Then there are supervisors who are older with a young team and conversely a newly promoted supervisor with old sweats. These situations need to be managed with empathy from both sides.

The second problem is technology. Technology is great isn’t it? Uber fast and efficient. It is the way forward our human race will develop without a doubt. 

Now I am not going to go on about new systems that we cannot yet understand due to lack of experience. If you expect me to do so then you have missed the point. My point is that our office has become electronic and as such isolationist. Great that we spend more time on the street. 

But my worry is that we spend just as much office time whilst on the street and isolated from our colleagues; our only link between ourselves is a radio channel and an email address. Only seeing each other at the start and to a lesser the end of tour.

The future does not support well being. Unless those officers in the future areautomatons,  technology will always have to make allowance for emotion.

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The Police Unity Tour 2015

untiy tour tour

The Police Unity Tour. What a simple yet perfect way to describe this years cycle ride supporting the charity COPS. Police….yes; Unity….. most definitely; Tour…. as close to riding in a peloton as you will you get!

The Police Unity Tour UK has been going for several years now but it was only this year that I got to hear about it. As a keen armchair cyclist and always up for a challenge I would probably fail at the first hurdle. I thought where do I sign up? Talent vs expectation was never my strong point!

Thankfully, though late in the day I managed to secure a place. My heart was relieved but the “cold light of day” part of my brain reminded me that this was no walk over. In fact looking at the route and the time splits together with the fact that I had not done any training whatsoever made me quickly realise whether I would make it to the finish line at all!

I have known Chief Superintendent Irene Curtis for several years now. One of those friendships where you cant really put your finger on when we exactly became friends, but I remember both Irene and her husband were relatively new to cycling. As an ex club cyclist I gave advice. Both Irene and her husband have obvious talent. Whilst I remained sedentary, Irene and Mr Curtis clocked several thousand miles and got very fit indeed. In fact, in all likelihood it was Irene that got me hooked into this tour.

And so it was that Irene kindly arranged my travel down to New Scotland Yard. The day very quickly came and I took my bike and my backpack down to London, minus the cat and certainly not looking for streets paved with gold.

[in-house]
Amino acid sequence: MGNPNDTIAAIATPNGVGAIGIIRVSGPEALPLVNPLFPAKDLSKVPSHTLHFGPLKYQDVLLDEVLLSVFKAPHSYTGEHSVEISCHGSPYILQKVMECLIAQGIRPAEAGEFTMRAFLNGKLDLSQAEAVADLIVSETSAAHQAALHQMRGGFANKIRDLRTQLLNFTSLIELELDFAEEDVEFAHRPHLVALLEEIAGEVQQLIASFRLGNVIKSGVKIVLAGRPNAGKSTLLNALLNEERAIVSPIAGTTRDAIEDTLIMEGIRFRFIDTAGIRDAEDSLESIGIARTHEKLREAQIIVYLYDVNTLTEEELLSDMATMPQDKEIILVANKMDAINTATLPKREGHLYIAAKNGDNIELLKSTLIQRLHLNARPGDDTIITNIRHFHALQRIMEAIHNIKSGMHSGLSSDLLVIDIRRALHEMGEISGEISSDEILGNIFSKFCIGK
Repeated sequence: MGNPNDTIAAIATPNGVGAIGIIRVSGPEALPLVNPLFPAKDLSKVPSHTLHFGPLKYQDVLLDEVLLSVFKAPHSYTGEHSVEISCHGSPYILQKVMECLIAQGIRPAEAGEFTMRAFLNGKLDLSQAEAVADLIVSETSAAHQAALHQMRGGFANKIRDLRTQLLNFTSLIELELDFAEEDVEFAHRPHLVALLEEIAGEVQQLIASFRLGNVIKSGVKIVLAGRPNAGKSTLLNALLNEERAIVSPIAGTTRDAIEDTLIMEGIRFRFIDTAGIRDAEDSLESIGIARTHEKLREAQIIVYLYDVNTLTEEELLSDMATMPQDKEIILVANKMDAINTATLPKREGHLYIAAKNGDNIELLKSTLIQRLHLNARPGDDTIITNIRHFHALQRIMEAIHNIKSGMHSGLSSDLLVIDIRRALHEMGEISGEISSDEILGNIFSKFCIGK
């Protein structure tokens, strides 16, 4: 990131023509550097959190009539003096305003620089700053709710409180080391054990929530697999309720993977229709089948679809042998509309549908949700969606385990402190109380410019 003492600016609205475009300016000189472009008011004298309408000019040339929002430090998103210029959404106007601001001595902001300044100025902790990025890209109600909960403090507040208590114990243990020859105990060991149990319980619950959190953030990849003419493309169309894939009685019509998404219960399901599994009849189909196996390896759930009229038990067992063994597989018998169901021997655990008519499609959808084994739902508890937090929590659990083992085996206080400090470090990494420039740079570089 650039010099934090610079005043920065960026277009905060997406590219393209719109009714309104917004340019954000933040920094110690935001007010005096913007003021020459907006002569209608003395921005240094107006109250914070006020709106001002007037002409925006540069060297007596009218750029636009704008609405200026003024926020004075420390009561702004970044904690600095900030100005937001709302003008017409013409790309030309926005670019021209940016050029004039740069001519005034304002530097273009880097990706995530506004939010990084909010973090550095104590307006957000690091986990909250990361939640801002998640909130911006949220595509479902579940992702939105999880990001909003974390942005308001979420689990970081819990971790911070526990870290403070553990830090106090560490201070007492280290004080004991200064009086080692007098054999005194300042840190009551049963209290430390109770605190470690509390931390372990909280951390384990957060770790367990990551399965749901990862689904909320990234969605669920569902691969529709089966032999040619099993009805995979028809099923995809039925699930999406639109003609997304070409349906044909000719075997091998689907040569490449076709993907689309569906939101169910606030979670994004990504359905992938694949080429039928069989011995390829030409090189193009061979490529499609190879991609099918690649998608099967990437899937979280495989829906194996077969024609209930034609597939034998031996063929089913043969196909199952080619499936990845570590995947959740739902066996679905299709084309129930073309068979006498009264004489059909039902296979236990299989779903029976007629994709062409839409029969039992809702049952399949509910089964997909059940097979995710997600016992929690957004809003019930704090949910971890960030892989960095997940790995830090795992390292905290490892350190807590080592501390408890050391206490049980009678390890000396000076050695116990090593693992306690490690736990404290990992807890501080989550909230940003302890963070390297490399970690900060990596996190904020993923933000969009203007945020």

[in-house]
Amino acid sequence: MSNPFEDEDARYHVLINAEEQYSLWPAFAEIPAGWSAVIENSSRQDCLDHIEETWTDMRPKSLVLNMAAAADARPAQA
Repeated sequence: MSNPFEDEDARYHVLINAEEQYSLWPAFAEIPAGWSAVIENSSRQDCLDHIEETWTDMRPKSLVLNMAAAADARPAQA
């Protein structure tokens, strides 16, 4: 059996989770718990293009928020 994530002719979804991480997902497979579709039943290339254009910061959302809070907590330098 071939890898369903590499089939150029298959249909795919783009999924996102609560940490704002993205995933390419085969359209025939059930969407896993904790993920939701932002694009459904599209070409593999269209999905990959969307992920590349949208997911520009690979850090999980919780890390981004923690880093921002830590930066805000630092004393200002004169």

Version 2On the train down, I met two infectious ladies whose humour defied their age. Pat and Carol you are two beautiful women who on being nosey, managed to extract more information from me than a tier three interviewer. The end result though was not a charge but a crisp Scottish ten-pound note placed gently in my hand. “It’s a good thing you do Son” I will never forget that random act of kindness.

And so I landed at Euston, briefly two hours after leaving Lancashire. I wheeled my bike outside and exchanged my trainers for my cycling shoes. With my smart phone in hand I punched in the route to New Scotland Yard and began what I was to discover was the most dangerous part of the ride. Road closures, diversions meant I gingerly spent a lot of the short journey on the pavement. I got to Trafalgar Square and asked a Met cycle cop the quickest route to NSY. He then sent me on my way by saying “Don’t cycle on the pavement mate or you will get a ticket!” Smiling at the irony and yet suitable chastised I walked and cycled to the Yard.

Remarkably as if by magic I was met by Gavin (MPS) who directed me to the garage where I dropped my bike off. Not having time to book into the Union Jack Club before the safety briefing I stayed at NSY and made my way up to the briefing room. The room outside containing hand painted portraits of current and previous Commissioners. I sought out the painting of my old boss Sir Paul Stephenson which brought back memories of him pushing a shed of a vehicle in the pouring rain in Blackpool whilst I stayed behind in the section van providing safety cover. (Little did I know that I was born to be a traffic officer, even then!)

Soon we all convened into the briefing room for the safety brief and a short time later I met up with Irene. “Hello Ma’am” I said. She said there was no rank in here. That was to set the tone for the entire ride.

Briefing done I walked to my hotel ready for the start the next morning.

I will not bore you with a blow-by-blow account of the first days ride. But I will share with you the highlights. The first highlight was that it rained, boy did it rain! Nearly 87 miles of bloody rain. Assistant Commissioner Helen King attended the start of the ride at the police memorial on The Mall. There was a bag piper scoring the dark sky with his shrill melody. A short service ensued and AC king wished us well. A very nice touch, which was appreciated.

This Lancashire lad still hasn’t got over this! A police escort as we all cycled down The Mall under Marble Arch and past Buckingham Palace. How many people can say they were a part of that!